School aged care settings are a fantastic place to reinforce healthy eating messages. Children that are involved in enjoyable food-based activities are more likely to engage with healthy eating and develop healthy eating habits for a lifetime.
Below are some fun food activity ideas for your program.
As a craft activity, hold a ‘food week’. Have children decide on a theme for a mural (e.g. food that grows or food from around the world). Children can paint, draw, create food from paper or attach empty food cartons on a large piece of butcher’s paper. Display on the wall.
Set up various ‘food stations’ around a room where children can explore the dimensions of food using their senses. You could include tastings at each station. Or you could have a taste station, a smell station and a touch station. Use a blindfold and have children use their other senses to guess what certain foods are.
In groups, have children cut out a life-size body shape from paper (have a child lie on the paper and trace around them). Fill in the body shape with images from magazines or drawings that show what their body needs to be healthy (foods, activity, love).
Start a compost bin for scraps and wastes. Use it to cultivate a vegetable or herb garden for your program.
Make your own pots - cut the tops off clean empty milk cartons or plastic drink containers. The children can decorate these ‘pots’ as a craft activity and then use them for their pot planting.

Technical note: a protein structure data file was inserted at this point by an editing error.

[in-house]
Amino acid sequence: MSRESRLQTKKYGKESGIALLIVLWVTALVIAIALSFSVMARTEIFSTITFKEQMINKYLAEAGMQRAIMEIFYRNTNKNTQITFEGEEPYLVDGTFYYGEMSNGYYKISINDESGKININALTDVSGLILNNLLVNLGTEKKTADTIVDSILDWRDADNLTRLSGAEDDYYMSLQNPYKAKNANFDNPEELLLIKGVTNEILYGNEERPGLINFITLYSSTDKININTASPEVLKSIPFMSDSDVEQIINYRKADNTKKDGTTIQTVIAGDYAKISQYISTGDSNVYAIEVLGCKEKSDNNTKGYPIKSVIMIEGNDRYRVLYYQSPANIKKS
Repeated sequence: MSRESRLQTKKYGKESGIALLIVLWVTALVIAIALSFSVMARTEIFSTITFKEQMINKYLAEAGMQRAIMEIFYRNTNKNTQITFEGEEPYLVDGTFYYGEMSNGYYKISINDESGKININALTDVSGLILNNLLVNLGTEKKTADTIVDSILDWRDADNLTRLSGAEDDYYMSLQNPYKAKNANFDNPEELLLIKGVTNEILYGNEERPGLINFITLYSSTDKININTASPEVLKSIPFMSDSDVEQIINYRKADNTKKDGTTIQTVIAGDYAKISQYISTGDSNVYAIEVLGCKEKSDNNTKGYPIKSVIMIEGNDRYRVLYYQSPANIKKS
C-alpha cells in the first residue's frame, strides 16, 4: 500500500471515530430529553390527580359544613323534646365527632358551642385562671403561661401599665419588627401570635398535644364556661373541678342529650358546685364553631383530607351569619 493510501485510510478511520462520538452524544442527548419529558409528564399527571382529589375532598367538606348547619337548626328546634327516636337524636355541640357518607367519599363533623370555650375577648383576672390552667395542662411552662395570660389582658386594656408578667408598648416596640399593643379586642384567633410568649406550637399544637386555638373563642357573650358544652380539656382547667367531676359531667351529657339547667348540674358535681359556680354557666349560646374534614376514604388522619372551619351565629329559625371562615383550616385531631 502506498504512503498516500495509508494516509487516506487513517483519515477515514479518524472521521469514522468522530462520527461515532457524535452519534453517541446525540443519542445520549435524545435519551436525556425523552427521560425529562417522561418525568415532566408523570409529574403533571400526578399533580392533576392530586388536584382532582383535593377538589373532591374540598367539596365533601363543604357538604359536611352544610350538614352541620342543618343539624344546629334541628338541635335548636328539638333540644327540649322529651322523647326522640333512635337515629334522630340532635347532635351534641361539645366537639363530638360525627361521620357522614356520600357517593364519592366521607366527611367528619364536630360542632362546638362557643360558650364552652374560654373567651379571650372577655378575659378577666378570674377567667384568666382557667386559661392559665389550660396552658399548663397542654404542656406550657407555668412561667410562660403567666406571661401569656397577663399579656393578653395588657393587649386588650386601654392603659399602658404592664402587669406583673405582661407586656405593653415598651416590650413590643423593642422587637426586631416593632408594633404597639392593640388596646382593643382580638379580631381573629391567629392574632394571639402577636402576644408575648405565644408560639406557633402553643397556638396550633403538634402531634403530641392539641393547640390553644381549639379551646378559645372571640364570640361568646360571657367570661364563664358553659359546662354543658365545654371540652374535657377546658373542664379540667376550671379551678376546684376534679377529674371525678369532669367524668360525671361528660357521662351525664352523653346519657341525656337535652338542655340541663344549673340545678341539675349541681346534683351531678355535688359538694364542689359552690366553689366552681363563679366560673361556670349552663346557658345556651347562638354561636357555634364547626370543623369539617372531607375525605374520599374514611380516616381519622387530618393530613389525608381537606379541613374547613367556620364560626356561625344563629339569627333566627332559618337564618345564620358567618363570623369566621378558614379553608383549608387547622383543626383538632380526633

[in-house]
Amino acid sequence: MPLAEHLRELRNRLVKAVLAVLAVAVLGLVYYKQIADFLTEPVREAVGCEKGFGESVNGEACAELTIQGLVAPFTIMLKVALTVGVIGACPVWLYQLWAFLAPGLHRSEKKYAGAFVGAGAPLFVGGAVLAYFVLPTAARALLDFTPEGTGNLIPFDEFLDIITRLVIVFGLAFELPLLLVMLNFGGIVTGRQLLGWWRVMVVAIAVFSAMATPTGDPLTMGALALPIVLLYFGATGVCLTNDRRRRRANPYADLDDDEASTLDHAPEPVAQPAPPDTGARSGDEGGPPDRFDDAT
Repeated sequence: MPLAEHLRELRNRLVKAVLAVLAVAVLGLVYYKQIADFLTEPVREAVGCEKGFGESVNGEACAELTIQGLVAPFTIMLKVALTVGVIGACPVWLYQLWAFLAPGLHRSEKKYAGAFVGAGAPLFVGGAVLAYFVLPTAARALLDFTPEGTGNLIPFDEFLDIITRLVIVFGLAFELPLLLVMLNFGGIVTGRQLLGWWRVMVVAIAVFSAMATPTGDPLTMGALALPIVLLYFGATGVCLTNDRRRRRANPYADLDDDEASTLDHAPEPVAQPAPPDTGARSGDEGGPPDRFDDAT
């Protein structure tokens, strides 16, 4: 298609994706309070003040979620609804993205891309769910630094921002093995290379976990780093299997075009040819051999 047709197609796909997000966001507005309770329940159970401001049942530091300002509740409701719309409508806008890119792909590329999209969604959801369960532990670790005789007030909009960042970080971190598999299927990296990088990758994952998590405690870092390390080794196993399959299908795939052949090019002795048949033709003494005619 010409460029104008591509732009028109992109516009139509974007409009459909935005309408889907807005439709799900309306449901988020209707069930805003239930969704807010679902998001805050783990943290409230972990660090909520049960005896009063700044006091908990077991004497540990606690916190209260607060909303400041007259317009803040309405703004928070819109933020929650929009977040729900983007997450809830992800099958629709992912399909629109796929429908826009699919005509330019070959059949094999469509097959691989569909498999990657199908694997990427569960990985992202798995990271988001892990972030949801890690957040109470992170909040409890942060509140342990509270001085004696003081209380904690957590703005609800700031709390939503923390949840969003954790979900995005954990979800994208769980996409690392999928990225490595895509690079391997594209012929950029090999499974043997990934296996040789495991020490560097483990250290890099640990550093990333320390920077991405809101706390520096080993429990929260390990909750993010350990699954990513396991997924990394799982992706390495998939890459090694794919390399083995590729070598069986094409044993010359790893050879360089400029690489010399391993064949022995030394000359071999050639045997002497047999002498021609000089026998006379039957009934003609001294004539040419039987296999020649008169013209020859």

Plant into pots - Get children to grow vegetables or herbs in their pots. Easy grow plants can include strawberries, herbs, small lettuces, rosemary or chives can be grown.
Select a variety of vegetables and cut into various shapes (e.g. rounds, sticks, wedges). Let children prepare snack faces on a piece of bread. Use a spread (try ricotta cheese) and let children stick on the bread to make a face. For example, cucumber sticks as a mouth, radish eyes with sultana pupils, alfalfa eyebrows and tomato wedge ears. The ‘funny face’ can then be eaten as a snack!
A colour rainbow
On a poster draw an outline of a rainbow. As children eat different coloured fruit and vegetables during the OSHC program, they get to colour in patches of the rainbow with that particular colour (for example, when they eat a carrot the student gets to colour in a patch of orange). Make your rainbow simple so that children can eat foods for the colours of your rainbow.
- Red: tomato, red apple, strawberries, red capsicum.
- Orange: carrot, orange, mandarin, pumpkin, sweet potato, apricot, peach.
- Yellow: squash, corn, lemon juice, banana, pineapple.
- Green: lettuce, cucumber, green beans, snow peas, green apple, zucchini, kiwi fruit
- Indigo/purple: plum, dark grapes, blueberries, red cabbage, beetroot, passionfruit
- Pink: watermelon
Get a small group of children (3 or 4) to volunteer to wear different mystery food cards on their heads. They then ask questions of other children in the group to find clues to guess the food item on the card. Food word cards or food picture cards can be used. Children can make a set of cards as a craft activity.
Hold a treasure hunt with a healthy food theme. Hide equal numbers of various fruits and vegetables or laminated pictures of the same. Divide the children into two teams – one team is the fruit team and the other team is the vegetable team. The team that collects the most fruit or vegetables wins the hunt.
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